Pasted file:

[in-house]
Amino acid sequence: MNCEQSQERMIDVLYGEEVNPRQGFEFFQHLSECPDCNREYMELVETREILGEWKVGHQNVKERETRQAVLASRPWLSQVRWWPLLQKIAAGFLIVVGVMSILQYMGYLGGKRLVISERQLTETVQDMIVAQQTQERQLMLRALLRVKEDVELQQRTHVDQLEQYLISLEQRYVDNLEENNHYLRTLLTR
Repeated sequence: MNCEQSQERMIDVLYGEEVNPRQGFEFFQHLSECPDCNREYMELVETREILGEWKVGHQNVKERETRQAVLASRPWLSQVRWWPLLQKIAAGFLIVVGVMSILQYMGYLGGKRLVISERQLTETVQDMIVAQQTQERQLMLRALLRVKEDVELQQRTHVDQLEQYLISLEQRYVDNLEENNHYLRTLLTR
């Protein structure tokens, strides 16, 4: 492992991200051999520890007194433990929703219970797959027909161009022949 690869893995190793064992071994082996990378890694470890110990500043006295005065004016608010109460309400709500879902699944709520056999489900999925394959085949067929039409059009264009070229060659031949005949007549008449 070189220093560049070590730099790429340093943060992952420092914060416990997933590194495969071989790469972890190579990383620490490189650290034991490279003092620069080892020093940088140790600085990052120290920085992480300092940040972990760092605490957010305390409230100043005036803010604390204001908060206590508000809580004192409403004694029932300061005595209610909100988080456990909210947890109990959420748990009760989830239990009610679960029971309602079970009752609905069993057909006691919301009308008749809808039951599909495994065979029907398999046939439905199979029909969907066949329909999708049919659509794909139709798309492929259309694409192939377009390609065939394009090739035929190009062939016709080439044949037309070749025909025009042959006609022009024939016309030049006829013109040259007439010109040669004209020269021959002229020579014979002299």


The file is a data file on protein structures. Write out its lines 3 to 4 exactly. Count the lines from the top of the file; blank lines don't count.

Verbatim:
Repeated sequence: MNCEQSQERMIDVLYGEEVNPRQGFEFFQHLSECPDCNREYMELVETREILGEWKVGHQNVKERETRQAVLASRPWLSQVRWWPLLQKIAAGFLIVVGVMSILQYMGYLGGKRLVISERQLTETVQDMIVAQQTQERQLMLRALLRVKEDVELQQRTHVDQLEQYLISLEQRYVDNLEENNHYLRTLLTR
């Protein structure tokens, strides 16, 4: 492992991200051999520890007194433990929703219970797959027909161009022949 690869893995190793064992071994082996990378890694470890110990500043006295005065004016608010109460309400709500879902699944709520056999489900999925394959085949067929039409059009264009070229060659031949005949007549008449 070189220093560049070590730099790429340093943060992952420092914060416990997933590194495969071989790469972890190579990383620490490189650290034991490279003092620069080892020093940088140790600085990052120290920085992480300092940040972990760092605490957010305390409230100043005036803010604390204001908060206590508000809580004192409403004694029932300061005595209610909100988080456990909210947890109990959420748990009760989830239990009610679960029971309602079970009752609905069993057909006691919301009308008749809808039951599909495994065979029907398999046939439905199979029909969907066949329909999708049919659509794909139709798309492929259309694409192939377009390609065939394009090739035929190009062939016709080439044949037309070749025909025009042959006609022009024939016309030049006829013109040259007439010109040669004209020269021959002229020579014979002299």